Data Flash (New Zealand)
The RBNZ lowered the official cash rate by 25 bps to 5.75%.
At Parliament's Finance Committee hearing Governor Brash clarified later that the decision had been between no cut or
cutting by 25 bps.
He noted that, going forward, the RBNZ did not have a policy bias either way, suggesting a strong possibility that New
Zealand's easing cycle is finished. While the slowdown in global growth was again the key driver of the cash rate
decision, the Bank emphasised opposing influences on the outlook for inflation: the widely expected rebound in global
growth (the RBNZ uses international Consensus forecasts);
optimism by local businesses regarding their own trading prospects; continued strength in prices for NZ commodities;
the low NZ dollar; as well as high capacity utilisation (zero output gap) and the tight domestic labour market.
The Bank revised up its outlook for inflation over the year to March 2002 from 1.4% to 2.3%.
In order to illustrate the point that risks around the interest rate outlook are broadly balanced, the RBNZ presented
various alternative scenarios, with implied cash rates varying from around 5.0% to 6.5%.
Unnecessary confusion was generated by the 90 day rate track in the central forecast scenario, which seemed to imply a
stable cash rate over the remainder of this year, but a further rate reduction in 2002 (see table below). Governor Brash
dismissed this rather implausible profile as a purely model generated track, with the underlying small rate variation
amplified by the RBNZ's rounding convention. Dr Brash said the projection contained no information about the Bank's
thinking about further cash rate moves.
The RBNZ has remained relatively upbeat about prospects for the domestic economy (average growth of 3% p.a.), stressing
the stimulatory impact of the low NZD and the broadly neutral level of interest rates. It appears that the Bank has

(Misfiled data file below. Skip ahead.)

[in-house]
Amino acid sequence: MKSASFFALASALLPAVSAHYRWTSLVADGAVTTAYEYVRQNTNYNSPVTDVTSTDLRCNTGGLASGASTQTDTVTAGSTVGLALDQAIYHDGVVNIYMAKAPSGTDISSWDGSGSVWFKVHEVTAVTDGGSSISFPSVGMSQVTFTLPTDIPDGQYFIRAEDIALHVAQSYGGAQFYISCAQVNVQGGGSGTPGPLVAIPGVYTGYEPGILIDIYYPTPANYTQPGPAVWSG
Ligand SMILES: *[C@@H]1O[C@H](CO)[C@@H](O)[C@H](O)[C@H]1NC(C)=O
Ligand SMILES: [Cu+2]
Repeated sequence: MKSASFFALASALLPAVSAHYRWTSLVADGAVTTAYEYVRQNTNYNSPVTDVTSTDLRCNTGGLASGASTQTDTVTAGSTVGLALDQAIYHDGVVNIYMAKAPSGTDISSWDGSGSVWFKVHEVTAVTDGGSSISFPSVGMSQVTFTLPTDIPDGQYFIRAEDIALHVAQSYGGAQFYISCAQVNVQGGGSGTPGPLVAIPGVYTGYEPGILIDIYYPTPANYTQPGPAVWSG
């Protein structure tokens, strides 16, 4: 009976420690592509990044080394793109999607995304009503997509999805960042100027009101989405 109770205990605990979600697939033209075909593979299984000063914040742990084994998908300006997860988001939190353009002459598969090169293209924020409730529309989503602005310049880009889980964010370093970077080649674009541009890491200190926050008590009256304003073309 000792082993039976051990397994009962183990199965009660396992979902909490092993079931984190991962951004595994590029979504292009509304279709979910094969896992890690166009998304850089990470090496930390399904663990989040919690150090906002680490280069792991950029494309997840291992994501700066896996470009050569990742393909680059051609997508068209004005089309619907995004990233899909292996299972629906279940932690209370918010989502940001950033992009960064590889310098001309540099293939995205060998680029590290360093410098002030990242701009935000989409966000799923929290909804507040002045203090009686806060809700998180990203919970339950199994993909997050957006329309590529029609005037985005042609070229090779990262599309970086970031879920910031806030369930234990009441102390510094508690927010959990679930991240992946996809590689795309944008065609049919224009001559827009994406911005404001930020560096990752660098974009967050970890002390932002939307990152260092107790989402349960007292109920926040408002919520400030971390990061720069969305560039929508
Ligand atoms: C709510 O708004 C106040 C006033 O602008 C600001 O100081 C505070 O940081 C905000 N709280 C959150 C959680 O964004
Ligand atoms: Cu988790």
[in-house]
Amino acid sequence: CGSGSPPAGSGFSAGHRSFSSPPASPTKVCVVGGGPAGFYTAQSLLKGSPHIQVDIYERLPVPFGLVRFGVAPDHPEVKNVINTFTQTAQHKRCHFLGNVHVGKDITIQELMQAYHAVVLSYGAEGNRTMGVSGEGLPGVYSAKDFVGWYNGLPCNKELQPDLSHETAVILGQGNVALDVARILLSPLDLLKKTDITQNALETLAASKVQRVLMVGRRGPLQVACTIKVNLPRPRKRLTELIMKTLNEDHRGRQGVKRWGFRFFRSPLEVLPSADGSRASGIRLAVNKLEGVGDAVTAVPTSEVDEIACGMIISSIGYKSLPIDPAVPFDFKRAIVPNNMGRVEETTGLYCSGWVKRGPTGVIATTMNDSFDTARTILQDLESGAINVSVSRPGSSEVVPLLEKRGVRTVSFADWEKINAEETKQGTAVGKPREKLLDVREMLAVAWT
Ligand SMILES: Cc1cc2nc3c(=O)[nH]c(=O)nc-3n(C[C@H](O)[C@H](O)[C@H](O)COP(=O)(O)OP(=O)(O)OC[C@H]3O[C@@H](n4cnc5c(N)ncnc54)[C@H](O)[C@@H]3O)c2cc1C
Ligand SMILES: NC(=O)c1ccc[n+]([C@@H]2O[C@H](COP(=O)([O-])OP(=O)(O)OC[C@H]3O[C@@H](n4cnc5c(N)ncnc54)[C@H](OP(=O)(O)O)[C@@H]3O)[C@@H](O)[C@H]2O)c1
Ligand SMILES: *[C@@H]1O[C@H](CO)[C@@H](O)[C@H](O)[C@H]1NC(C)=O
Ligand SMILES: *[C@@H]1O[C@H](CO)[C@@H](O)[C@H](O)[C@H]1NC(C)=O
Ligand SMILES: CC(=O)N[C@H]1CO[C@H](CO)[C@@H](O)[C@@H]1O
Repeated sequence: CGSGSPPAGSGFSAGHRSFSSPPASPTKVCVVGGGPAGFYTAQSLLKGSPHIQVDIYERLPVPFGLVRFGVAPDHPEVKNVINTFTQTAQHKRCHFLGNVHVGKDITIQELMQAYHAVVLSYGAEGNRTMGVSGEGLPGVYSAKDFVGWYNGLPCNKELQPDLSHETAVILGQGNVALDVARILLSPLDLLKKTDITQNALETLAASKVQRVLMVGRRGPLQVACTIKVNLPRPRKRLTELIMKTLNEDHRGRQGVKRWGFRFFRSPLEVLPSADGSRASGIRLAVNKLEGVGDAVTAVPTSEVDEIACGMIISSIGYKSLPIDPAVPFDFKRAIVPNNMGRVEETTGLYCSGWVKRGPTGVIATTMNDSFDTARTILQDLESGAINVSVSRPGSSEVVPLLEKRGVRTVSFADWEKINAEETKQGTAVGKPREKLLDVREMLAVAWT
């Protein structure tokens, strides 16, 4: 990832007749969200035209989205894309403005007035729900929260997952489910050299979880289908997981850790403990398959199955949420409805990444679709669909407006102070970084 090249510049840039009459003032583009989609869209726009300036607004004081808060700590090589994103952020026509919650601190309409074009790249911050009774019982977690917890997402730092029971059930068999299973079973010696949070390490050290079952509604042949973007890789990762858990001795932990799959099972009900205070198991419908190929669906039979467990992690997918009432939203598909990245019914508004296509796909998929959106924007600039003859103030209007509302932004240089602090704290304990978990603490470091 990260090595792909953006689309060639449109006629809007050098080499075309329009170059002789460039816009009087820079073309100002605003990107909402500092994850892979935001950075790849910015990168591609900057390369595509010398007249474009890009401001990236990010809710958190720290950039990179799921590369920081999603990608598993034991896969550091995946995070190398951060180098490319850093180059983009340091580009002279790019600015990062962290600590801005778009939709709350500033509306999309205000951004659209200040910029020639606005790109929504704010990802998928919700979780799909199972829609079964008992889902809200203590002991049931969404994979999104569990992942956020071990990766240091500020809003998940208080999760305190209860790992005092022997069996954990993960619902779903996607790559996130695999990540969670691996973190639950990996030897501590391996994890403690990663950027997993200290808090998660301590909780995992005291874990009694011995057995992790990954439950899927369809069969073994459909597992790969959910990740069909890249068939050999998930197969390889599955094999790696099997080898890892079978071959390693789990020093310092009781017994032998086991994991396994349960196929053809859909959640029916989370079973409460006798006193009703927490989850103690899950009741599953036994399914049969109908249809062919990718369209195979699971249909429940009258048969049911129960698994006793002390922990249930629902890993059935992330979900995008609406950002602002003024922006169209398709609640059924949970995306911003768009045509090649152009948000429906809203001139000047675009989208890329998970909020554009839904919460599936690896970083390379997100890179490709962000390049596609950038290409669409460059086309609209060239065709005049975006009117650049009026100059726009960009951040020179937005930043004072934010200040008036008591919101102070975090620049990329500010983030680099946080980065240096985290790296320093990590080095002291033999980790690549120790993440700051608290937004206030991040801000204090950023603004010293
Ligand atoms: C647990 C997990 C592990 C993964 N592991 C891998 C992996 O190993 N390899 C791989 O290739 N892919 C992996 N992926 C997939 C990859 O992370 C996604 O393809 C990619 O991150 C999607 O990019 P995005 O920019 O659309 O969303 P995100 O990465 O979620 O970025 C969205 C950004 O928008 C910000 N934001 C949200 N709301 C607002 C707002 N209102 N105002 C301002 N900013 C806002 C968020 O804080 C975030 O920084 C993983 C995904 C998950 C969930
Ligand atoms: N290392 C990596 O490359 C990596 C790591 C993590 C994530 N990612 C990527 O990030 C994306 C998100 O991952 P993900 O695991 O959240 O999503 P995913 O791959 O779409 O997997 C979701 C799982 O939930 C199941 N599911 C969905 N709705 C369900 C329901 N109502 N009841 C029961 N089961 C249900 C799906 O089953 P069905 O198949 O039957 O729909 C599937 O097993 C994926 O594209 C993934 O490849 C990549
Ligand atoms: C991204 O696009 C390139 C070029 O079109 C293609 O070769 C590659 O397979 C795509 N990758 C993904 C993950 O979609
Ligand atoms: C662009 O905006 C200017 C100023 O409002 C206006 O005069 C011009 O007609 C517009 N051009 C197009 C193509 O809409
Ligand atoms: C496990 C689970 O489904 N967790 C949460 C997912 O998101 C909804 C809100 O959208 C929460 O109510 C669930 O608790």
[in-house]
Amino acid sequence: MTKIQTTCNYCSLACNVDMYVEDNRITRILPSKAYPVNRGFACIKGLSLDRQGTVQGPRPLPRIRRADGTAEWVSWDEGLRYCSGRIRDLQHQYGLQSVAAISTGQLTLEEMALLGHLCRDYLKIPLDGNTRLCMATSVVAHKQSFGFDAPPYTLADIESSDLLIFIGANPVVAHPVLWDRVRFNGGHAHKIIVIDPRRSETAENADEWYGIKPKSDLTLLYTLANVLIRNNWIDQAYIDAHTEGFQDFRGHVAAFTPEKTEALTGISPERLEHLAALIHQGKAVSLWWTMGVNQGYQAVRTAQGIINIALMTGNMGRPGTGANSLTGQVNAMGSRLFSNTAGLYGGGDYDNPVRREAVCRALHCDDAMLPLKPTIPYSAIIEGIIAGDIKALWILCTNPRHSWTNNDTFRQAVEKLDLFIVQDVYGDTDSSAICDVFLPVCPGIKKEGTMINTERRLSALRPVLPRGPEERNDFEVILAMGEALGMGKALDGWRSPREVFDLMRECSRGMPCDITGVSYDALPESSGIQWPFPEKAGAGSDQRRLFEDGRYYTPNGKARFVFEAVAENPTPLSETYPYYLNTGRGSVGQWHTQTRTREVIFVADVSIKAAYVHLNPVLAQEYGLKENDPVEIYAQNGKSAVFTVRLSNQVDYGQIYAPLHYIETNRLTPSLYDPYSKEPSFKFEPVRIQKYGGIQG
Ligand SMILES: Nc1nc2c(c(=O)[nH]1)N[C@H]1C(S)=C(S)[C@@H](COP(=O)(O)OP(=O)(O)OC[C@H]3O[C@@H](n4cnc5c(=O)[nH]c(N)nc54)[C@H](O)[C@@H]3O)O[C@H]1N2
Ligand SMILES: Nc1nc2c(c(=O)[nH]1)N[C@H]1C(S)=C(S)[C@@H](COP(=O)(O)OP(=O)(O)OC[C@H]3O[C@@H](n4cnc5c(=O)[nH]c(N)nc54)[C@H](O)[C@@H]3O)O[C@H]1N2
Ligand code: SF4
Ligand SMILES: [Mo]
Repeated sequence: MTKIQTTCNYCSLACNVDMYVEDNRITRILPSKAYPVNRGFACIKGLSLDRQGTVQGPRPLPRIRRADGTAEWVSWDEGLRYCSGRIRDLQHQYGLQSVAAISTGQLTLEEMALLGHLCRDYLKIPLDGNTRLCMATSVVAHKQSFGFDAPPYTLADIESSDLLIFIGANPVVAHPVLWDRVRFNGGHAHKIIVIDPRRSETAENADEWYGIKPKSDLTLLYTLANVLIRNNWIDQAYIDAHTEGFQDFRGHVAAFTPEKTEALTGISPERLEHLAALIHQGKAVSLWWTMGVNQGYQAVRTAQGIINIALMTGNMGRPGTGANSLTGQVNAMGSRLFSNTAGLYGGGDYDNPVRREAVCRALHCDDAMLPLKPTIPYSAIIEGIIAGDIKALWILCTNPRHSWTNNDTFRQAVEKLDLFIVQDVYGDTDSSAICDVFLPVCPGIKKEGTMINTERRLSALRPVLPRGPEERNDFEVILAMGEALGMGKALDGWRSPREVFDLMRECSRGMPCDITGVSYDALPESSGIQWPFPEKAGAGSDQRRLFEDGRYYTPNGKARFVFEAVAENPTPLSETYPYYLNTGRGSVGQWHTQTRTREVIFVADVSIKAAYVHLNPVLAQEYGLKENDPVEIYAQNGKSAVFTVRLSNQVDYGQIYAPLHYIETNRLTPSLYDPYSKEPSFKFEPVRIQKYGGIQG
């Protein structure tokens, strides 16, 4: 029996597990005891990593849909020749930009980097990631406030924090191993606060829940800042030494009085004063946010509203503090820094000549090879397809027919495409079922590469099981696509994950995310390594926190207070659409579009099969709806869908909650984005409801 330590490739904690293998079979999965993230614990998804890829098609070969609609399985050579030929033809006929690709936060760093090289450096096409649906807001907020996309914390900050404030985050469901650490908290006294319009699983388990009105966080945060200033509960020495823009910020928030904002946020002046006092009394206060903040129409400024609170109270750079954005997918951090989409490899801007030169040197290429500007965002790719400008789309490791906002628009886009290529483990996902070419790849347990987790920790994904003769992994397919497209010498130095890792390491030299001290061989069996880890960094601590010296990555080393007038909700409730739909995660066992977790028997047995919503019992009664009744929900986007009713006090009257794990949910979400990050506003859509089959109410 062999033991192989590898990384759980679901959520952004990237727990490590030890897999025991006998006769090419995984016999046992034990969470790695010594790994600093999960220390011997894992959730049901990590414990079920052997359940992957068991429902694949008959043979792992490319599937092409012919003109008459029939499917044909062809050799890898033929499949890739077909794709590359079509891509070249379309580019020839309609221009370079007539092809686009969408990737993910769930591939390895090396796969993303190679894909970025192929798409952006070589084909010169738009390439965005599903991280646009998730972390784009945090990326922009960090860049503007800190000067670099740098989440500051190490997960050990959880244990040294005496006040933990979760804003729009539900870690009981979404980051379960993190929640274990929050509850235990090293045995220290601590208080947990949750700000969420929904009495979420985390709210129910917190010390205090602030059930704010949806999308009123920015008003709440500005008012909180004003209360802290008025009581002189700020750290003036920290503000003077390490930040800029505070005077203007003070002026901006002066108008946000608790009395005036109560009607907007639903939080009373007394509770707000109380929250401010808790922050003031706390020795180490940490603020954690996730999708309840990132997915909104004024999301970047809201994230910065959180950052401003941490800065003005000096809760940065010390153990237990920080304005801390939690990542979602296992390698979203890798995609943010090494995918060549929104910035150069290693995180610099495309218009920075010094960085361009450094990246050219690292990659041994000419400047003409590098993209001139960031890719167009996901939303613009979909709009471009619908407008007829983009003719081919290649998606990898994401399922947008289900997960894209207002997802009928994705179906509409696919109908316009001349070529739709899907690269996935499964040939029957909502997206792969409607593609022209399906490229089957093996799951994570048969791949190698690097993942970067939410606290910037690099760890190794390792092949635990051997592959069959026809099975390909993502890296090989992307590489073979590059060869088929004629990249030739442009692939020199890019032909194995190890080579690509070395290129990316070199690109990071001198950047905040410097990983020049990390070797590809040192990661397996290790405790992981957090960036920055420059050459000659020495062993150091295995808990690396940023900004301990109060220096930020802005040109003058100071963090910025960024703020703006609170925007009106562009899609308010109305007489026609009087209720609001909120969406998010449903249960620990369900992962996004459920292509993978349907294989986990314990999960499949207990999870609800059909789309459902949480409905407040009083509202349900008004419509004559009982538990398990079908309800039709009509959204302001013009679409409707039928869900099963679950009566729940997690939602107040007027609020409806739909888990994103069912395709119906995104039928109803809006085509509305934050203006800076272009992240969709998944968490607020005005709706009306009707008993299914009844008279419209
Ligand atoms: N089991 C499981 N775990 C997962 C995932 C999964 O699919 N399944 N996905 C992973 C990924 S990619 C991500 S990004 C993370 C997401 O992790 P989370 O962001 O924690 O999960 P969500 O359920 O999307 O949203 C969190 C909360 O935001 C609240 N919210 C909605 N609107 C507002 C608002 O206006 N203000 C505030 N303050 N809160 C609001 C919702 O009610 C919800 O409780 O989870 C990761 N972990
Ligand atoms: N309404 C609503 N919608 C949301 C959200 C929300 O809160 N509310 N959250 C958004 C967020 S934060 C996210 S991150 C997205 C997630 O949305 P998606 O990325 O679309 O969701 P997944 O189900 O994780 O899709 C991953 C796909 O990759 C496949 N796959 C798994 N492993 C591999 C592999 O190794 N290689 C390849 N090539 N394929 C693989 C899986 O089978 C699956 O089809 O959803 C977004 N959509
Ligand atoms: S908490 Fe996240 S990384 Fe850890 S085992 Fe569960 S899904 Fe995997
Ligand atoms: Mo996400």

revised down its estimate of a neutral cash rate from 6.25/6.50% to 6.0%.
Despite the RBNZ's attempt to deliver a balanced statement, the market still took a mildly bullish view. A 75%
probability of a 25 bps rate cut is priced for 4 July.
The NZD did not show a noticeable reaction.
Governor Brash's comment that the Bank seriously contemplated not cutting the OCR today shows that the pros and cons for
a continuation of the easing cycle are getting more finely balanced. With the global growth cycle showing signs of
bottoming out, the key driving force behind the RBNZ's interest rate decisions is weakening. On the other hand, domestic
inflation concerns are assuming a more prominent role.
The RBNZ revised up its near-term inflation outlook by almost a full percentage point, due mainly to a reassessment of
external price pressure and high domestic capacity utilisation. Had the Bank been able to also incorporate last week's
higher-than-expected wage data into this forecast round, the upward revision to the CPI outlook would have been even
more pronounced. The wage data confirmed that the Bank's concerns about domestic inflation pressure are very real.
It is our view at this point that the New Zealand easing cycle is finished (70% probability). However, if there is
another rate cut, it appears more probable that it will occur on 15 August rather than 4 July. With the RBNZ concerned
about underlying inflation trends, the Bank is likely to want to wait at least for the next CPI (16 July) and Q2 wage
data (3 August).